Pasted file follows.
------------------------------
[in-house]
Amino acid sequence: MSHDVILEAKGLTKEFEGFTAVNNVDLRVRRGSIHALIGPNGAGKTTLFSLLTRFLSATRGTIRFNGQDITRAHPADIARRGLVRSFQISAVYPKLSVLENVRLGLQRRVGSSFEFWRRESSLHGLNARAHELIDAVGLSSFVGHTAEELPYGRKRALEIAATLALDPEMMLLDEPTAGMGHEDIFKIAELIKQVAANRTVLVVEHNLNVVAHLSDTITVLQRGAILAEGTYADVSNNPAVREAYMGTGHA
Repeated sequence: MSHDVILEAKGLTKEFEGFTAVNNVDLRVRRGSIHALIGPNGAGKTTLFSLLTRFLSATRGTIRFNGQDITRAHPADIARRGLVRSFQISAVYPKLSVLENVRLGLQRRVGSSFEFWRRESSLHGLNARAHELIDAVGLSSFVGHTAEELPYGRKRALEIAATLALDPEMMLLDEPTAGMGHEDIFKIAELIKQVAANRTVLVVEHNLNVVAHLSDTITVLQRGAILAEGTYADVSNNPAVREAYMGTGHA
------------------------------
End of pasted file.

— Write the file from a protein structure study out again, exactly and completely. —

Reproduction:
[in-house]
Amino acid sequence: MSHDVILEAKGLTKEFEGFTAVNNVDLRVRRGSIHALIGPNGAGKTTLFSLLTRFLSATRGTIRFNGQDITRAHPADIARRGLVRSFQISAVYPKLSVLENVRLGLQRRVGSSFEFWRRESSLHGLNARAHELIDAVGLSSFVGHTAEELPYGRKRALEIAATLALDPEMMLLDEPTAGMGHEDIFKIAELIKQVAANRTVLVVEHNLNVVAHLSDTITVLQRGAILAEGTYADVSNNPAVREAYMGTGHA
Repeated sequence: MSHDVILEAKGLTKEFEGFTAVNNVDLRVRRGSIHALIGPNGAGKTTLFSLLTRFLSATRGTIRFNGQDITRAHPADIARRGLVRSFQISAVYPKLSVLENVRLGLQRRVGSSFEFWRRESSLHGLNARAHELIDAVGLSSFVGHTAEELPYGRKRALEIAATLALDPEMMLLDEPTAGMGHEDIFKIAELIKQVAANRTVLVVEHNLNVVAHLSDTITVLQRGAILAEGTYADVSNNPAVREAYMGTGHA